I’m fortunate to receive physical DVDs and Blu-rays from a variety of different film distributors and one of the greatest has always been Twilight Time. Created in 2011, Twilight Time was the brainchild of Brian Jamieson and Nick Redman, the niche label worked to release classic films and off-beat independent cinema on glittering Blu-rays.
Many of the films they licensed had never been released on Blu and with their assortment of bonus features, limited editions, and in-depth essays (written by Redman’s wife and partner, Julie Kirgo), Twilight Time gave Criterion a run for their money. And when I started Journeys in Classic Film, Twilight Time was one of the most forthcoming distributors I met. Jamieson and Redman never hesitated to send me screeners of all their releases and really helped the site thrive in its early days.
But as we’re seeing with classic cinema the world over, physical production and access is getting harder. When Redman passed away earlier this year, many people wondered what Twilight Time would do. I was asked by numerous people, who knew I reviewed Twilight Time titles, if I knew what the site would do, especially considering they’ve been radio silent on releases over the last few months. I decided to reach out to Jamieson directly and asked about the fate of Twilight Time.
Jamieson admitted that Redman’s passing was certainly a factor, saying he was “the best business partner and friend a man could have.” He says that, as a result, the company is on a “hiatus” as they decide how best to proceed. Another factor is, of course, the issues inherent in releasing physical content. As we’ve seen with the advent of streaming, the contentious issue of licensing rights, and the soft DVD/Blu-ray market, it’s hard being a niche label selling a niche product. Jamieson says, “We are trying to determine whether or not our original business model is still valid.” The air of uncertainty continues as Jamieson says it would be in everyone’s best interest to buy the Twilight Titles they might be waiting on.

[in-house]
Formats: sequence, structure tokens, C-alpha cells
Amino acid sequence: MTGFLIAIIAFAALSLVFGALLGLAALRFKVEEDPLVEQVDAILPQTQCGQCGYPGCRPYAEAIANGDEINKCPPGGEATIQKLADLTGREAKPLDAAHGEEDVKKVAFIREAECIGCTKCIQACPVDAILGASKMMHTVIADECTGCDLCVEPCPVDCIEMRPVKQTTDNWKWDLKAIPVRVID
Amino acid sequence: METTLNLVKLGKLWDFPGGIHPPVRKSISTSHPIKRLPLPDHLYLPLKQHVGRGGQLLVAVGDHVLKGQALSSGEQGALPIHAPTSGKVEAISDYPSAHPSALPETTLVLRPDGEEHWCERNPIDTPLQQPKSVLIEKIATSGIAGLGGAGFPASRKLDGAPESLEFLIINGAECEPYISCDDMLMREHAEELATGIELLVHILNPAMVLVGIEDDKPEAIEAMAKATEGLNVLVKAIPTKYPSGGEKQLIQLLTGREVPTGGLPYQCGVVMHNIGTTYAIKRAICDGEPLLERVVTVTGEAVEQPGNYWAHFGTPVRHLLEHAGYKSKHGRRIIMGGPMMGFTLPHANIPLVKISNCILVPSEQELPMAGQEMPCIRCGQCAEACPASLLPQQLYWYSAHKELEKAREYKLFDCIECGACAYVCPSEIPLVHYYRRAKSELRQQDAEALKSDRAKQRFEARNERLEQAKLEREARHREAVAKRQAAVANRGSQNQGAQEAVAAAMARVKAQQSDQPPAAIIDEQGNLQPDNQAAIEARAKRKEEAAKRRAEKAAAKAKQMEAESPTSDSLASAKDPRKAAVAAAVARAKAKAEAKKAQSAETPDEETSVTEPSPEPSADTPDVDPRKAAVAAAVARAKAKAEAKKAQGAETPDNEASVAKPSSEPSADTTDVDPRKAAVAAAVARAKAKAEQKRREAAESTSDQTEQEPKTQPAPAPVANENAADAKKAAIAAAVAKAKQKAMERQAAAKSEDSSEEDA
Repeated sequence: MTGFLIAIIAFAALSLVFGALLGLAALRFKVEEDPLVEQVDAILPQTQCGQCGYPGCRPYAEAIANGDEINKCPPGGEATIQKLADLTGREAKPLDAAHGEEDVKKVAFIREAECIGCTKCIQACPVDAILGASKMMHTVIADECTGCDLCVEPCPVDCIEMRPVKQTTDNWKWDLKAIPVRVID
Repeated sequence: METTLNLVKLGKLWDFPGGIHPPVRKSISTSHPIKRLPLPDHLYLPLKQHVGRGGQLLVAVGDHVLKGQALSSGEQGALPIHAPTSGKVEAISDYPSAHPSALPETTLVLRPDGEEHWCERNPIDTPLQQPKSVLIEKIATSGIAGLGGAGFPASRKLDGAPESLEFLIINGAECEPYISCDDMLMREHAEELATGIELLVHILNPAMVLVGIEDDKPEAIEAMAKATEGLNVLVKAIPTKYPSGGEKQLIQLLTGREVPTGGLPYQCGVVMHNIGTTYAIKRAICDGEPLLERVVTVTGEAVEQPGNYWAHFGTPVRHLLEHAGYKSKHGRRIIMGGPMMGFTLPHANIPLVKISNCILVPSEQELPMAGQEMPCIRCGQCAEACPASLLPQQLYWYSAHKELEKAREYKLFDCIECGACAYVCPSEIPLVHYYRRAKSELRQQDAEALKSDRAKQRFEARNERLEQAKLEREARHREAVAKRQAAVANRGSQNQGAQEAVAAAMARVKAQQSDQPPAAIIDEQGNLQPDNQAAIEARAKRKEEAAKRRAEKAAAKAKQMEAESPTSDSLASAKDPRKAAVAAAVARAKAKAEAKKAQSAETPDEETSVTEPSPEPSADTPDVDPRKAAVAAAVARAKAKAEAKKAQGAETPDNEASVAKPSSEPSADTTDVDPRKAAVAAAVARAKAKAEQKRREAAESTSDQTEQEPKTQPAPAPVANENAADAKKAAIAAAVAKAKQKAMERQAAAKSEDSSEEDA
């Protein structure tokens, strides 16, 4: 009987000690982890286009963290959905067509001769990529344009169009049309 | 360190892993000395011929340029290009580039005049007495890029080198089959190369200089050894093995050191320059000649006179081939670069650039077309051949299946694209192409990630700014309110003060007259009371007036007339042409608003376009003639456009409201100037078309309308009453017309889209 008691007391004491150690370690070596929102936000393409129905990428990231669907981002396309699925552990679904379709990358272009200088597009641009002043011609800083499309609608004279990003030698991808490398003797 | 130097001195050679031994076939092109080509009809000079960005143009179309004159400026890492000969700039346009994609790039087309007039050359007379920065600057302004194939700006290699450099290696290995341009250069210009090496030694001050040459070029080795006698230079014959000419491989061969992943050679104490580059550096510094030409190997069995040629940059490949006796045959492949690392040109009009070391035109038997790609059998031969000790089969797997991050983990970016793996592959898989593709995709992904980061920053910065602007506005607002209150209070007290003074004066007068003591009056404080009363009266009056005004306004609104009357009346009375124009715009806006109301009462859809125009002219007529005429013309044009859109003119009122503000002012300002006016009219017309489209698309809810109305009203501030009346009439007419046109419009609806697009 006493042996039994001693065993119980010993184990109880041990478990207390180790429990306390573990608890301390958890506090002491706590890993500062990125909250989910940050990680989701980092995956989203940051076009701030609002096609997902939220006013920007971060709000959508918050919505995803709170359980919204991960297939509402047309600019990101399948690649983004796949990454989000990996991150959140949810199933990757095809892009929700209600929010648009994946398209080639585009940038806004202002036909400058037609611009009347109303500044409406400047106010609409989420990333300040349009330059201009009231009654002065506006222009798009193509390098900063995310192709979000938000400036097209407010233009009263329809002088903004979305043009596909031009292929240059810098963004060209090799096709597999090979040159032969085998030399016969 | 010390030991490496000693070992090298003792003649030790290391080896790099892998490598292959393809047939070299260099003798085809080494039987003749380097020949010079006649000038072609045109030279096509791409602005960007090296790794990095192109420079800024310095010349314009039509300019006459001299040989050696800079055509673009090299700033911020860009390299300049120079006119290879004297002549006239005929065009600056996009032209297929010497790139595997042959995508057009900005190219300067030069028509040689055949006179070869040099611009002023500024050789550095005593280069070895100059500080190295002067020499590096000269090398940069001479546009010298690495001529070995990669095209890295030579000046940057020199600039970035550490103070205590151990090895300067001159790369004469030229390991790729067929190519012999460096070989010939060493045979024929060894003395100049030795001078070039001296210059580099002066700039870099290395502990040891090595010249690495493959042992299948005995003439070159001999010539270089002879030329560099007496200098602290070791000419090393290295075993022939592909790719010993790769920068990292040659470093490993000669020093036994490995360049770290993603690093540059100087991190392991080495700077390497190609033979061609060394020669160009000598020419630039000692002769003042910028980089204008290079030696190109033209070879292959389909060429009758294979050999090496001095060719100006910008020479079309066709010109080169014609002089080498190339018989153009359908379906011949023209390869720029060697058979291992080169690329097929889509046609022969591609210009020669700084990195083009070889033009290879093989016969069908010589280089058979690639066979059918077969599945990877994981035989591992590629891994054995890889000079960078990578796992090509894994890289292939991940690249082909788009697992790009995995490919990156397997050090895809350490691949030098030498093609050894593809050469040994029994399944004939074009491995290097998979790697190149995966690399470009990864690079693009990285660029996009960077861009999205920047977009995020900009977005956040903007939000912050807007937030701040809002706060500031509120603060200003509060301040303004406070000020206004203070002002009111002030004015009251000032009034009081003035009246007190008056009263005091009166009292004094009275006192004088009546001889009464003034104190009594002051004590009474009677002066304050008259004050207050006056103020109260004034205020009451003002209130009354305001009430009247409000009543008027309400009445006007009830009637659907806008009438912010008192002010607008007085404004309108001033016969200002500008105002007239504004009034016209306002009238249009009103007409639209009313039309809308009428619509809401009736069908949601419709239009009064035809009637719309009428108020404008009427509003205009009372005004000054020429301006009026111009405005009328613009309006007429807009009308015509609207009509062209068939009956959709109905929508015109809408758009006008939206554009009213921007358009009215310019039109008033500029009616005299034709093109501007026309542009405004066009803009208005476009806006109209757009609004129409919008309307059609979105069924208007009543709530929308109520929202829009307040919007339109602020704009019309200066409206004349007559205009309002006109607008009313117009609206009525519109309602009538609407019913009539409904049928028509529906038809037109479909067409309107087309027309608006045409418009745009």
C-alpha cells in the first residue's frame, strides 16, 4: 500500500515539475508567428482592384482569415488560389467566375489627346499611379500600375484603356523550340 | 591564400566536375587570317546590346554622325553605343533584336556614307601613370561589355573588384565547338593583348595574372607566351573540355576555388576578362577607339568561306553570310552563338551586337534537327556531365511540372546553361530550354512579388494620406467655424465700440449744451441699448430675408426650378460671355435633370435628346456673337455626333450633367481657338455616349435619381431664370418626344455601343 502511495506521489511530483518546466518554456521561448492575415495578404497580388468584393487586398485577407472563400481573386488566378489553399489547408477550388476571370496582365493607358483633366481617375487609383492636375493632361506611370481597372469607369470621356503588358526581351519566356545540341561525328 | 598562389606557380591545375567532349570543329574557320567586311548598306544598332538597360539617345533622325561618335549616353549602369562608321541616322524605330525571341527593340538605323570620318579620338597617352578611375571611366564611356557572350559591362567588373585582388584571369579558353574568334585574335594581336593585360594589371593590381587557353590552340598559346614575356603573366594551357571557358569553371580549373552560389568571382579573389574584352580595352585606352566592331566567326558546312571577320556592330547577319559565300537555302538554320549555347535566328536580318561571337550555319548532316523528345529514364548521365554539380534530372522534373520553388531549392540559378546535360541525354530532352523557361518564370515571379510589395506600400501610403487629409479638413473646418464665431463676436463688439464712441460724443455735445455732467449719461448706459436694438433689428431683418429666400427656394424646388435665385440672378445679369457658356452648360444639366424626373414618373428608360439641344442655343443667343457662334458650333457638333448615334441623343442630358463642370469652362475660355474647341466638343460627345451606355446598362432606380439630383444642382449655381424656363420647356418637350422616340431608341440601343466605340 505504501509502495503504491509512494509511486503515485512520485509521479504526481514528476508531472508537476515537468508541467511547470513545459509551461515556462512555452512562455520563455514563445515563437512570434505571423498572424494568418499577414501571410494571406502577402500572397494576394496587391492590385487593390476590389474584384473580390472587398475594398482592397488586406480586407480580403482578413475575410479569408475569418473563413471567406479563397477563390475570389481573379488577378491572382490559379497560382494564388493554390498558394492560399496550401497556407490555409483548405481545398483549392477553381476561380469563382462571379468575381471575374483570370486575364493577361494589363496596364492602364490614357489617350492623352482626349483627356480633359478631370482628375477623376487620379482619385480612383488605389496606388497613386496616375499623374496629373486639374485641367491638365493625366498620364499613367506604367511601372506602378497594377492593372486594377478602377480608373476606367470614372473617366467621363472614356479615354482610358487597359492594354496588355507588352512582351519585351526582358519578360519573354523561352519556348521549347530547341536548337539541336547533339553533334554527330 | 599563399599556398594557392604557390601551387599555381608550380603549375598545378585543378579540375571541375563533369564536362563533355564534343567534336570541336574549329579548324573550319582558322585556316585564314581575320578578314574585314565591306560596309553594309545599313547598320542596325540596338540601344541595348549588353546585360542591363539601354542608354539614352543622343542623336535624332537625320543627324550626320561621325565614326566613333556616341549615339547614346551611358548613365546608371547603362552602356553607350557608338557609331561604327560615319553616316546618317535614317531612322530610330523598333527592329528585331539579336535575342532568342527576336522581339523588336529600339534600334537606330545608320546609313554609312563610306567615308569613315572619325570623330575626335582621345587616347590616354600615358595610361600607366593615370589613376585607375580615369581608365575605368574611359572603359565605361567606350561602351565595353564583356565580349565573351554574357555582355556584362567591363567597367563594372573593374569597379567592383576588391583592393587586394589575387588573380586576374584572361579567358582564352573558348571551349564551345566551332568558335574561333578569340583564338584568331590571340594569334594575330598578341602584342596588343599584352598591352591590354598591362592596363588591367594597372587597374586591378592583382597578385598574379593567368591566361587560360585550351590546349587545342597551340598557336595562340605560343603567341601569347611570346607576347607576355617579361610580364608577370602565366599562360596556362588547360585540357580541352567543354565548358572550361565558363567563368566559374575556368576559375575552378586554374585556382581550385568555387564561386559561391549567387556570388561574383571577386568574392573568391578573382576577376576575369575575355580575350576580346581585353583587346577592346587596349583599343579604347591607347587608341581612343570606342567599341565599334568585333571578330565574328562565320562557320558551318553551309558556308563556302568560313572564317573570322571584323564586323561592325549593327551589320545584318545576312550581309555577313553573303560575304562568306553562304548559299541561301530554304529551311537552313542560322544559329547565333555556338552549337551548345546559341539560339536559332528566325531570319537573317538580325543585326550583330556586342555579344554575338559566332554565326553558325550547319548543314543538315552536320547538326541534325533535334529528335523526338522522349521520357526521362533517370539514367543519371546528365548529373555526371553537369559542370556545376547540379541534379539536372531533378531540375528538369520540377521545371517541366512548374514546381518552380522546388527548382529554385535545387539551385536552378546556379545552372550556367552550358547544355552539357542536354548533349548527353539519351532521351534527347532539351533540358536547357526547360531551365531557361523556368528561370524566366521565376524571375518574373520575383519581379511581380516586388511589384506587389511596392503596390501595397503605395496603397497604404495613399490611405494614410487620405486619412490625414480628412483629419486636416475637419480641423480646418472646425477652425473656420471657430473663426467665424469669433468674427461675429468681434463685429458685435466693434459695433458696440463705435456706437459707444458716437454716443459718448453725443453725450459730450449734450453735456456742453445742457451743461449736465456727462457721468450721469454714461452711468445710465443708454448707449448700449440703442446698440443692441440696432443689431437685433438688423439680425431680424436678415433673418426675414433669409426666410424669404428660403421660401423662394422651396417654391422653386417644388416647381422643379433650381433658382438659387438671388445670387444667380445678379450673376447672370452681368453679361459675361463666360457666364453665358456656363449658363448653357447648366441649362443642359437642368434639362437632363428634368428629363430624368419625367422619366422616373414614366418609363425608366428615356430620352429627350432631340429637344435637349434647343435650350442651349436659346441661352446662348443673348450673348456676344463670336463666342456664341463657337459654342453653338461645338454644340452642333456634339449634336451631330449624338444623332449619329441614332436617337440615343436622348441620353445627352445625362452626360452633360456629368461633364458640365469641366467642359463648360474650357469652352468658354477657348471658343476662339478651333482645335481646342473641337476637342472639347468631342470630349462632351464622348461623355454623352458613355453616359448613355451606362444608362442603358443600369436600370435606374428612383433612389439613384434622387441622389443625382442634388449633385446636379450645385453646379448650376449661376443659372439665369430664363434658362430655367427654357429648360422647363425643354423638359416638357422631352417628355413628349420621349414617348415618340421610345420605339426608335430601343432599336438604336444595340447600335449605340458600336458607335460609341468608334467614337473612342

The obvious implication is that TT is closing up shop, though that might be a hasty decision. Several of TT’s Blu-rays were Fox films and with the recent merger between Fox and Disney, those titles will probably not have their licensing renewed and will be swallowed in the Disney vault. So, yes, you’ll want to snag those ASAP. In fact, with the new year arriving licensing rights could be expiring at several studios. Jamieson follows this up saying that purchases could also “stimulate” the company, proving that there is an audience wanting their product and possibly aiding in future licensing negotiations.
Either way, I hope we don’t lose Twilight Time. I’ve seen so many movies I’d have never watched because of them. Some of my favorite releases are their features. And with classic films being stuck behind paywalls or still stuck in vaults because the studio assumes they aren’t worth the investment, Twilight Time championed them. Whatever decision they make I’ll support, but it seeks to remind us that it’s a dangerous time to be a classic film fan.
A freelance film critic whose work fuels the Rotten Tomatoes meter. I've been published on The Hollywood Reporter, Remezcla, and The Daily Beast. I've been featured in the L.A. Times. I currently run two podcasts, Citizen Dame and Ticklish Business.